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With 'Downton Abbey' Over, Creator Julian Fellowes Wants a Movie—and a Cup of Tea

16 May 2016 12:57 PM, PDT

Why did "Downton Abbey" work so well with Anglophiles in America? Were we longing for a past elegant civility missing in our culture? "It's not elegance and silver and footmen and all that stuff," said Julian Fellowes, his pinky ring glinting in the sunshine as he stirred his tea at the Four Seasons. "It's more fundamental. It has to do with order, knowing what’s what."  Fellowes has the Aaron Sorkin problem — as a writer, his plummy British voice is so unmistakable that he had to write every episode of "Downton Abbey," which ended its sixth season late last year and now faces its last shot at an Emmy. (It's won 12 over the years, the bulk in its first two seasons.)   Now, Fellowes wants a "Downton" movie to come together sooner rather than later. When "Downton" star Allan Leech recently revealed that negotiations were in the works, the project abruptly screeched to a halt. »


- Anne Thompson

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'Preacher' Trailer Shows Arseface, Cassidy's Vampire Abilities And Jesse Custer Kicking Ass

16 May 2016 10:47 AM, PDT

With only a week left until the premiere of "Preacher," AMC has revealed a new trailer that introduces us to the slew of characters that we will meet this season.  In the latest teaser we start off by seeing Ruth Negga as Tulip O’Hare standing next to a van with the phrase "Someone’s gotta pay." We then get a range of personalities such as Joseph Gilgun as Cassidy, Lucy Griffiths as Emily, W. Earl Brown as Sherriff Root, Ian Colletti as Arseface and the star of the show, Dominic Cooper as Jesse Custer.  Read More: 'Preacher' Trailer: Wild New Footage Shows Full Extent of Show's Supernatural Comic Mayhem Based on the Garth Ennis and Steve Dillon's popular '90’s comic book franchise of the same name, 10-episode series was developed by Seth Rogen and Evan Goldberg. This supernatural show follows a West Texas preacher (Cooper »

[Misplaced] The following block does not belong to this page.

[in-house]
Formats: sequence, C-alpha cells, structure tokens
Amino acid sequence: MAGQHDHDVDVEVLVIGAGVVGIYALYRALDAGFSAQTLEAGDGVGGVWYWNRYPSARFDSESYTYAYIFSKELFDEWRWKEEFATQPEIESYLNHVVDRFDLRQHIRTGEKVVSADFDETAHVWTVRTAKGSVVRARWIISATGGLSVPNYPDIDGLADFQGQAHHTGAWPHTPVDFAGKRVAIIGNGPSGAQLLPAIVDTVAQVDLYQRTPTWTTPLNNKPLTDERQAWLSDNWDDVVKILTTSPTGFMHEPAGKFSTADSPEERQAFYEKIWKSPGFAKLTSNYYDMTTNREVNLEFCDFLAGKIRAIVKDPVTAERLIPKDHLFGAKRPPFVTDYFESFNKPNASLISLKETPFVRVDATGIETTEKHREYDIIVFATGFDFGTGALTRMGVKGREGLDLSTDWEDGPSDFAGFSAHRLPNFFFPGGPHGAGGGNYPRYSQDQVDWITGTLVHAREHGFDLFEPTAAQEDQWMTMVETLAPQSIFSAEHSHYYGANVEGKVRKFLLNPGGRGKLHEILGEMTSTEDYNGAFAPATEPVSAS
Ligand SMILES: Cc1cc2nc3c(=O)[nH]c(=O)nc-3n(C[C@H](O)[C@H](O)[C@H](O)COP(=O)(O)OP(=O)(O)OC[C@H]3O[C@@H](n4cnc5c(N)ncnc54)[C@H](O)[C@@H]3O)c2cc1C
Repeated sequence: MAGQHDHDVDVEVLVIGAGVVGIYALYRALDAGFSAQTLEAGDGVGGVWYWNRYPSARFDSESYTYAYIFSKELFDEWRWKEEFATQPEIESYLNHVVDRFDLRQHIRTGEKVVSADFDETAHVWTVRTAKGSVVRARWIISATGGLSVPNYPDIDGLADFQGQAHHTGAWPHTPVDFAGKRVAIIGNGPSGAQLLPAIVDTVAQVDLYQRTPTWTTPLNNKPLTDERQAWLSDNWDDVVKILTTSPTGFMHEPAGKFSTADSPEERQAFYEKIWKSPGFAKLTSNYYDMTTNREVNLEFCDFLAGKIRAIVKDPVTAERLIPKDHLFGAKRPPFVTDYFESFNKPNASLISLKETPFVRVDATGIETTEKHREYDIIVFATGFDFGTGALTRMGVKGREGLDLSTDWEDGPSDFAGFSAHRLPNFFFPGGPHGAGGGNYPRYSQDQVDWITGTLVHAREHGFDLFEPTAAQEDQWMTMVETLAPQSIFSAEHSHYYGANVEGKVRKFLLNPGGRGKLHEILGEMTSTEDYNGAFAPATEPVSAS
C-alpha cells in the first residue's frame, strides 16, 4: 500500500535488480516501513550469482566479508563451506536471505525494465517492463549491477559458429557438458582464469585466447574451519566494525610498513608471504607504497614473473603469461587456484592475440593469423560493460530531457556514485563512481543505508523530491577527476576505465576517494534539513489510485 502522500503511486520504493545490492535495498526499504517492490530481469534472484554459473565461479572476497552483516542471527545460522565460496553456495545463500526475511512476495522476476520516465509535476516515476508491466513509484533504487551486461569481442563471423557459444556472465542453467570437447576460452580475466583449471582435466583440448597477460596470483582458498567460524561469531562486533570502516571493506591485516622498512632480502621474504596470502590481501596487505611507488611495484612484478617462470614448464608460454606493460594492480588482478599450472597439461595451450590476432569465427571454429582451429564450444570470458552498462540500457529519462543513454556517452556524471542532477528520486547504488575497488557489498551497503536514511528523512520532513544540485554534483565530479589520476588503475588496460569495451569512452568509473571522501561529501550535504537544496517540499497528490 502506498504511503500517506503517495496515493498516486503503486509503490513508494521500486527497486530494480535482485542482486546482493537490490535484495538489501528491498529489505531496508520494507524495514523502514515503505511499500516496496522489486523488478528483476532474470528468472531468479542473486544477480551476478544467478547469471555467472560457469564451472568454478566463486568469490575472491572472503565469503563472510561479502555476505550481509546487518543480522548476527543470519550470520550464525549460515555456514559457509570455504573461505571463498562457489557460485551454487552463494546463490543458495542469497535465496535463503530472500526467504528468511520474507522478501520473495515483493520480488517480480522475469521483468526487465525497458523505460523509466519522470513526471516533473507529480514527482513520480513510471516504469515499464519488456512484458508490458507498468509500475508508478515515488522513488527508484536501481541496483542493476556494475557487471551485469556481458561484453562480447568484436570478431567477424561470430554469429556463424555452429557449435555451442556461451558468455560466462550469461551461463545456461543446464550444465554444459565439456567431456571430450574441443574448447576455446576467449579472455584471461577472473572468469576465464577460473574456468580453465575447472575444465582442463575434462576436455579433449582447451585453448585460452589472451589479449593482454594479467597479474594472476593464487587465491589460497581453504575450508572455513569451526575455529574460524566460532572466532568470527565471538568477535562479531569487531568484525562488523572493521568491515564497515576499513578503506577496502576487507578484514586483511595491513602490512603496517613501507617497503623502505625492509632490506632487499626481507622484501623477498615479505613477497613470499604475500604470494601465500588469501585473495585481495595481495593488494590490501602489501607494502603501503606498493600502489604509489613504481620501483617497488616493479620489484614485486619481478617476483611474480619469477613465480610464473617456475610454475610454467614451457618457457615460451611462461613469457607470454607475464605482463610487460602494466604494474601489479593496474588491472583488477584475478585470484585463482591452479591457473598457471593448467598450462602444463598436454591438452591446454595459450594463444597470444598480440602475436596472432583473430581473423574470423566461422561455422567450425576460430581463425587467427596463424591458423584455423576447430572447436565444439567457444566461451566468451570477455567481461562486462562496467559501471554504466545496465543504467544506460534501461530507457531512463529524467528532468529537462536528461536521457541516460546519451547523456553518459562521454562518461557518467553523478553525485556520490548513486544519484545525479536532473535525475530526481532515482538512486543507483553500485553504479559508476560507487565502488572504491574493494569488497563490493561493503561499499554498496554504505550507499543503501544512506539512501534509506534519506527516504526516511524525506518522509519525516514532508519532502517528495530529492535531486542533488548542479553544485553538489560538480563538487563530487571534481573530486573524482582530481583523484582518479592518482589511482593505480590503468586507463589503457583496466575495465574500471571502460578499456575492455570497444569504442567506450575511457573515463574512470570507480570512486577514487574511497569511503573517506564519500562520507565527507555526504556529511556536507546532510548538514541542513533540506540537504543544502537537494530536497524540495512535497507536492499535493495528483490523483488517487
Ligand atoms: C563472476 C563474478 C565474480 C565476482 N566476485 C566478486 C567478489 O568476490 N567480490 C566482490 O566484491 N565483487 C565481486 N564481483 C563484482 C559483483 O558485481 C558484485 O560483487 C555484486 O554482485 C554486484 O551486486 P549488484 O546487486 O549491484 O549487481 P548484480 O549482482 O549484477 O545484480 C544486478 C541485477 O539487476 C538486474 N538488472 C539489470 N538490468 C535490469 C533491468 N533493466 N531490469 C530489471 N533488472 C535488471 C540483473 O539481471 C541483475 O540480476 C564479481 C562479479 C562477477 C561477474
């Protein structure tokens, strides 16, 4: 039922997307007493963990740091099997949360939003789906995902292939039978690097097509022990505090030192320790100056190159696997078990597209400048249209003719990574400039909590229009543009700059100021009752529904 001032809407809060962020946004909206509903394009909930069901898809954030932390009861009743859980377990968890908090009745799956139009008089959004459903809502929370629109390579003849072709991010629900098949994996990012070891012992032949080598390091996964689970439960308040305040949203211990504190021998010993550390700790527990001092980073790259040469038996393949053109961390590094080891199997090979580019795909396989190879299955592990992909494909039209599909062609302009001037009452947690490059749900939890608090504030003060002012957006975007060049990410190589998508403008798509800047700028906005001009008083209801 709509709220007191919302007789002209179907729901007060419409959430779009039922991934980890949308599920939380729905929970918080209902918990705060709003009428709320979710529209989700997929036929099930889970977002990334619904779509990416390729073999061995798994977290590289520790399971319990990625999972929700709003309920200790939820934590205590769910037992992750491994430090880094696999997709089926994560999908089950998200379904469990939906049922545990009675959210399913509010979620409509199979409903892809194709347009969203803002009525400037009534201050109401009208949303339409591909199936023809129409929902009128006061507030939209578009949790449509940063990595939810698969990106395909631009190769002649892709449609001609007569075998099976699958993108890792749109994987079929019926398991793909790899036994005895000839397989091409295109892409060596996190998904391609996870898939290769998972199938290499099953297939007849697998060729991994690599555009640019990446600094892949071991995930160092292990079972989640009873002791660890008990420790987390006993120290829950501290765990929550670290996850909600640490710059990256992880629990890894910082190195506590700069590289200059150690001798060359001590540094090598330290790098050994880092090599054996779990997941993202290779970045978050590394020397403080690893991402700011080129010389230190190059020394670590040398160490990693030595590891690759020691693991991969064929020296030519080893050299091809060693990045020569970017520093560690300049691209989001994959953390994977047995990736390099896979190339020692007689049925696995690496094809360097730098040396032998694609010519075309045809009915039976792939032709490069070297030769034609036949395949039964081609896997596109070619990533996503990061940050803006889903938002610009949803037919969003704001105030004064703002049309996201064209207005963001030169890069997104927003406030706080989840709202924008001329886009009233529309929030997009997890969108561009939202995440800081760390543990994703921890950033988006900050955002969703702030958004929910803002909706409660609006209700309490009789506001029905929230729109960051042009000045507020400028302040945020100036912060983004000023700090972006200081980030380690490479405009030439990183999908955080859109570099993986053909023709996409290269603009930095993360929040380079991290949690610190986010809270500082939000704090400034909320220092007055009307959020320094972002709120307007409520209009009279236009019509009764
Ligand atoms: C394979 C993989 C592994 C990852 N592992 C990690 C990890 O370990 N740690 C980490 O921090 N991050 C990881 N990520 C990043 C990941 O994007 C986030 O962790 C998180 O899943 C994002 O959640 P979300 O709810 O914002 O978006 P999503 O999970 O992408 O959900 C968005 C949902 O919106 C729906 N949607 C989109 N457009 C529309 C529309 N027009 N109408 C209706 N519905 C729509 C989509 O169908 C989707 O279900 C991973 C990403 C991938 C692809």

- Liz Calvario

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Review: 'The Simpsons' Live Episode Stood Out For the Wrong Reasons

16 May 2016 9:19 AM, PDT

"It only took 27 years to do what they could do in 1954." With that, Lisa Simpson (Yeardley Smith) introduced the first live television broadcast of an animated series. Homer, voiced by Emmy winner Dan Castellaneta, answered questions for three minutes as a wide array of James L. Brooks-created characters paraded across the screen (including Bender holding a sign campaigning for more "Futurama"). On the West Coast, Homer/Castellaneta got through four questions ranging from what he would do if Donald Trump becomes President ("I'm for Bernie Sanders. I love his chicken.") to his favorite thong ("the Brazilian one"). Everyone's favorite yellow father figure got through more on the East Coast feed, including his type of car ("a hybrid" of "old and terrible") and who he's endorsing for President ("Jeb Bush, assuming I'm not too late.") Yet intentional or not, Lisa's line also noted the disconnect between where...

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- Ben Travers

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'The X-Files' Cast & Crew 'On Board' For Another Installment, Says Fox CEO

16 May 2016 6:44 AM, PDT